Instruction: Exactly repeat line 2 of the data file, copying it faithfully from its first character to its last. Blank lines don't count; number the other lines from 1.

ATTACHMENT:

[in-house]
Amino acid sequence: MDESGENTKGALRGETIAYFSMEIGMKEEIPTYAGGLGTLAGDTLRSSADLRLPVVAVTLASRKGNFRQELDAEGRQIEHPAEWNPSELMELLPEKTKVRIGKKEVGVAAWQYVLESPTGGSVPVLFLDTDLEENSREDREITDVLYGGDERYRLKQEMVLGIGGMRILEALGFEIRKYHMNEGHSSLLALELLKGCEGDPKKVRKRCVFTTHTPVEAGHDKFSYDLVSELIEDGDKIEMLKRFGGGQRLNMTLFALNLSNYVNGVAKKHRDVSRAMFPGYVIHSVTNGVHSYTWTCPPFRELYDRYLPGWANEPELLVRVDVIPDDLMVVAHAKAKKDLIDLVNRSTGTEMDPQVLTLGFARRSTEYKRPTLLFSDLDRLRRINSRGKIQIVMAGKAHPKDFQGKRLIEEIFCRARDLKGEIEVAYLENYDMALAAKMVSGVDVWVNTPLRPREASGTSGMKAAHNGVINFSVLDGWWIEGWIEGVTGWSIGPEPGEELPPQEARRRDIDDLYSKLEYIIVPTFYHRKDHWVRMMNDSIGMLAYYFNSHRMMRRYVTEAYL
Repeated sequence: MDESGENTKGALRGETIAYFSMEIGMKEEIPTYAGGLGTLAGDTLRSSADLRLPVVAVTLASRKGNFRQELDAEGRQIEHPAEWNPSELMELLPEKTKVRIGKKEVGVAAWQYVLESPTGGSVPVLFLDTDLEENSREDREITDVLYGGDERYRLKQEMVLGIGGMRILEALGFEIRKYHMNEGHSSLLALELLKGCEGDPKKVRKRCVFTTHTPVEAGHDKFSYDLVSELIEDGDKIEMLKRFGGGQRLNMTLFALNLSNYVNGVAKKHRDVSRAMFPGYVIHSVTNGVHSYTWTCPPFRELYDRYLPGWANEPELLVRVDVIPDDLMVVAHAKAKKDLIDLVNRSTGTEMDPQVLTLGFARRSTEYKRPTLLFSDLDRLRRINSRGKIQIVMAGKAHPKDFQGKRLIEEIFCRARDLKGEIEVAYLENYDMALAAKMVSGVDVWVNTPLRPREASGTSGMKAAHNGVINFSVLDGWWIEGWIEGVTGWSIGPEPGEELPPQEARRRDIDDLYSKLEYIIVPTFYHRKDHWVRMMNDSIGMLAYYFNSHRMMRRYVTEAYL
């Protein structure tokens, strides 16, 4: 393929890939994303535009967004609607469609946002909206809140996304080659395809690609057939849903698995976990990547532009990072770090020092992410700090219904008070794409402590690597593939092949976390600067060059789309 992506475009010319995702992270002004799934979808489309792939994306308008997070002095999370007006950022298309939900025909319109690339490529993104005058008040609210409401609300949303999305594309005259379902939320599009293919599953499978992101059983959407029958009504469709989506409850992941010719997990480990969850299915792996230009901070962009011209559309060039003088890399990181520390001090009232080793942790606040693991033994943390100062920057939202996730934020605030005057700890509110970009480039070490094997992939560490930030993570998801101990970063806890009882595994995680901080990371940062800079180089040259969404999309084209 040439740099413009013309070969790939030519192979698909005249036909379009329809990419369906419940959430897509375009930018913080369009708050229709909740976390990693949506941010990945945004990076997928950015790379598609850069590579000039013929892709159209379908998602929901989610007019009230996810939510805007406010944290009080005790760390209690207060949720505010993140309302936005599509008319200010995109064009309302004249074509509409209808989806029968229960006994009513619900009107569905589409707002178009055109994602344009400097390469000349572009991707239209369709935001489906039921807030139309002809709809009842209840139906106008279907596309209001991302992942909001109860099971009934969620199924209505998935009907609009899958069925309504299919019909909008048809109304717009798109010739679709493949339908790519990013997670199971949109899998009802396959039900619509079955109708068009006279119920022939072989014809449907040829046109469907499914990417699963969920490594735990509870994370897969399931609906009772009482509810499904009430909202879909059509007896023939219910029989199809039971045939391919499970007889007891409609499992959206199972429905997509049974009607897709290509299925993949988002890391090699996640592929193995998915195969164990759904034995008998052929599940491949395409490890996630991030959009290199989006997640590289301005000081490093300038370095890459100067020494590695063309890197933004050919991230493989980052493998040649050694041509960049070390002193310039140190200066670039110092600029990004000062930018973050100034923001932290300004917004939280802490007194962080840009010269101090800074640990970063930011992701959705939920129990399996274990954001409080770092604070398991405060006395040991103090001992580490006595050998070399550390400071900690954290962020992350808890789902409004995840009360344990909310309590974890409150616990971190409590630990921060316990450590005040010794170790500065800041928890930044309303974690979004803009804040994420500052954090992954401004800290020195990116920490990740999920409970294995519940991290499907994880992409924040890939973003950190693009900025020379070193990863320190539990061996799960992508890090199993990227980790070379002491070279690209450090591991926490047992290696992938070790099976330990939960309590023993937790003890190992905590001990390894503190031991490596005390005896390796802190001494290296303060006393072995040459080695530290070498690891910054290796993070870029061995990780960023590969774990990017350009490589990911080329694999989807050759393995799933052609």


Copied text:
Amino acid sequence: MDESGENTKGALRGETIAYFSMEIGMKEEIPTYAGGLGTLAGDTLRSSADLRLPVVAVTLASRKGNFRQELDAEGRQIEHPAEWNPSELMELLPEKTKVRIGKKEVGVAAWQYVLESPTGGSVPVLFLDTDLEENSREDREITDVLYGGDERYRLKQEMVLGIGGMRILEALGFEIRKYHMNEGHSSLLALELLKGCEGDPKKVRKRCVFTTHTPVEAGHDKFSYDLVSELIEDGDKIEMLKRFGGGQRLNMTLFALNLSNYVNGVAKKHRDVSRAMFPGYVIHSVTNGVHSYTWTCPPFRELYDRYLPGWANEPELLVRVDVIPDDLMVVAHAKAKKDLIDLVNRSTGTEMDPQVLTLGFARRSTEYKRPTLLFSDLDRLRRINSRGKIQIVMAGKAHPKDFQGKRLIEEIFCRARDLKGEIEVAYLENYDMALAAKMVSGVDVWVNTPLRPREASGTSGMKAAHNGVINFSVLDGWWIEGWIEGVTGWSIGPEPGEELPPQEARRRDIDDLYSKLEYIIVPTFYHRKDHWVRMMNDSIGMLAYYFNSHRMMRRYVTEAYL